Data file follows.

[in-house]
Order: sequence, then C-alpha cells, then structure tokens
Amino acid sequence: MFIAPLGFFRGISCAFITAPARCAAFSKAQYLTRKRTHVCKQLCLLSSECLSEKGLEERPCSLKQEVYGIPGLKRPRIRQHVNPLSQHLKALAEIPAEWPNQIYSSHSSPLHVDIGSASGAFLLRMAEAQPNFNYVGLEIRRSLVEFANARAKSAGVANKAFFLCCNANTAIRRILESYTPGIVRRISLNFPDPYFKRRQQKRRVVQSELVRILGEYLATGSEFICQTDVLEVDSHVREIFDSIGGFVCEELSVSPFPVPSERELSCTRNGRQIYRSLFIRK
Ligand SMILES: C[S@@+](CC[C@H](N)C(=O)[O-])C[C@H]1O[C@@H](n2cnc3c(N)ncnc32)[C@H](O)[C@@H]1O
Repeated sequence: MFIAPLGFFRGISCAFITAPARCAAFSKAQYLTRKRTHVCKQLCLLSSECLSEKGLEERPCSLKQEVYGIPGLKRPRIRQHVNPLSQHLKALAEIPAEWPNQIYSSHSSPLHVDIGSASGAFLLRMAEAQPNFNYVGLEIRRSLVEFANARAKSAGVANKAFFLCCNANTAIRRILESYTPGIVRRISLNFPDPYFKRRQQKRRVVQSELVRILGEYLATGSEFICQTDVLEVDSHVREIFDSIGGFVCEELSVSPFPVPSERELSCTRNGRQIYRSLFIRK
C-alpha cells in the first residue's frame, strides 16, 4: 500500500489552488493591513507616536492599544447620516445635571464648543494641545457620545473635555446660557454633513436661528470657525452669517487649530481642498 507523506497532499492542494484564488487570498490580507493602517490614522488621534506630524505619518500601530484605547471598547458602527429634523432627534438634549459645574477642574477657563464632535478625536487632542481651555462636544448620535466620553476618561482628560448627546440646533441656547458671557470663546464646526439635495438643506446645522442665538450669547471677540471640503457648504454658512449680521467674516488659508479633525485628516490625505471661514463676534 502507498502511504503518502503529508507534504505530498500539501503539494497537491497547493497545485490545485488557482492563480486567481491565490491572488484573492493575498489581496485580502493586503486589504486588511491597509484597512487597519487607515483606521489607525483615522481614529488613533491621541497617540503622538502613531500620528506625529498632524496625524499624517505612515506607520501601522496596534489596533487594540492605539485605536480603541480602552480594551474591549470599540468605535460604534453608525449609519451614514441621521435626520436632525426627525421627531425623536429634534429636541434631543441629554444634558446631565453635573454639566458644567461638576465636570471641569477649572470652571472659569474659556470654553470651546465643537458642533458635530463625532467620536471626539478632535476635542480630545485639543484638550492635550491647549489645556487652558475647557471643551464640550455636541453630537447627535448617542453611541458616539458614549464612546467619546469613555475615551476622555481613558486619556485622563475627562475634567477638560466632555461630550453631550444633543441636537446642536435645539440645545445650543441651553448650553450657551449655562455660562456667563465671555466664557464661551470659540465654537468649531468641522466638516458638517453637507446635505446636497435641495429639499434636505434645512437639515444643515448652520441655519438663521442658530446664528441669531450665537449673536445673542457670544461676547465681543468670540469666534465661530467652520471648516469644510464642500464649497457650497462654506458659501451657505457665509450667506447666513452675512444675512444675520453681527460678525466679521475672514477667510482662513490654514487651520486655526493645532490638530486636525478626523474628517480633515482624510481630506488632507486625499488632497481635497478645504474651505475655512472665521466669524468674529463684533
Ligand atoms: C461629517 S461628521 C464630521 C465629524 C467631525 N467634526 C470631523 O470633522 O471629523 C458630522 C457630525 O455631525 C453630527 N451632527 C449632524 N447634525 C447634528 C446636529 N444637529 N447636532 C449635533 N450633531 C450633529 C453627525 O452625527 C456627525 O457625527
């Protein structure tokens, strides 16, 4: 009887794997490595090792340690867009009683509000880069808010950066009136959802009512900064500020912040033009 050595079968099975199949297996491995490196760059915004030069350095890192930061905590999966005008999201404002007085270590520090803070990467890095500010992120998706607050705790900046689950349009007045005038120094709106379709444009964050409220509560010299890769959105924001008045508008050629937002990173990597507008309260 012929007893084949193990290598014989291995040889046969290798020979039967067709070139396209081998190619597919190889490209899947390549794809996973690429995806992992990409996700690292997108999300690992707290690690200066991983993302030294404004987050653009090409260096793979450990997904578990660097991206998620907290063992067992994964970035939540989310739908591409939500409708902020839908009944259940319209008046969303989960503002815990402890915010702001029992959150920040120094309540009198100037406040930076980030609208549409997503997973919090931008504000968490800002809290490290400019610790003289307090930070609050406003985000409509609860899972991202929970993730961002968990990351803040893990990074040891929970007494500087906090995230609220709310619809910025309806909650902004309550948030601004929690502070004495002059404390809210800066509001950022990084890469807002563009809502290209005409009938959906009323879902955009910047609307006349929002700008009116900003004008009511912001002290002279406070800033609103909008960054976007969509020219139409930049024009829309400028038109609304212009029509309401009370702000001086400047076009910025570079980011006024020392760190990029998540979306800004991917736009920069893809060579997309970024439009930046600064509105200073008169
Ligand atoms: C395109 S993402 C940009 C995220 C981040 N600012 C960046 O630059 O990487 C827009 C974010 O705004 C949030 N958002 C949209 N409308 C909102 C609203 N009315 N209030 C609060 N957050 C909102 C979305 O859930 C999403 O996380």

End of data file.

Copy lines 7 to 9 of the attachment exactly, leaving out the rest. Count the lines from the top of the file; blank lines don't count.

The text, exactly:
Ligand atoms: C461629517 S461628521 C464630521 C465629524 C467631525 N467634526 C470631523 O470633522 O471629523 C458630522 C457630525 O455631525 C453630527 N451632527 C449632524 N447634525 C447634528 C446636529 N444637529 N447636532 C449635533 N450633531 C450633529 C453627525 O452625527 C456627525 O457625527
């Protein structure tokens, strides 16, 4: 009887794997490595090792340690867009009683509000880069808010950066009136959802009512900064500020912040033009 050595079968099975199949297996491995490196760059915004030069350095890192930061905590999966005008999201404002007085270590520090803070990467890095500010992120998706607050705790900046689950349009007045005038120094709106379709444009964050409220509560010299890769959105924001008045508008050629937002990173990597507008309260 012929007893084949193990290598014989291995040889046969290798020979039967067709070139396209081998190619597919190889490209899947390549794809996973690429995806992992990409996700690292997108999300690992707290690690200066991983993302030294404004987050653009090409260096793979450990997904578990660097991206998620907290063992067992994964970035939540989310739908591409939500409708902020839908009944259940319209008046969303989960503002815990402890915010702001029992959150920040120094309540009198100037406040930076980030609208549409997503997973919090931008504000968490800002809290490290400019610790003289307090930070609050406003985000409509609860899972991202929970993730961002968990990351803040893990990074040891929970007494500087906090995230609220709310619809910025309806909650902004309550948030601004929690502070004495002059404390809210800066509001950022990084890469807002563009809502290209005409009938959906009323879902955009910047609307006349929002700008009116900003004008009511912001002290002279406070800033609103909008960054976007969509020219139409930049024009829309400028038109609304212009029509309401009370702000001086400047076009910025570079980011006024020392760190990029998540979306800004991917736009920069893809060579997309970024439009930046600064509105200073008169
Ligand atoms: C395109 S993402 C940009 C995220 C981040 N600012 C960046 O630059 O990487 C827009 C974010 O705004 C949030 N958002 C949209 N409308 C909102 C609203 N009315 N209030 C609060 N957050 C909102 C979305 O859930 C999403 O996380």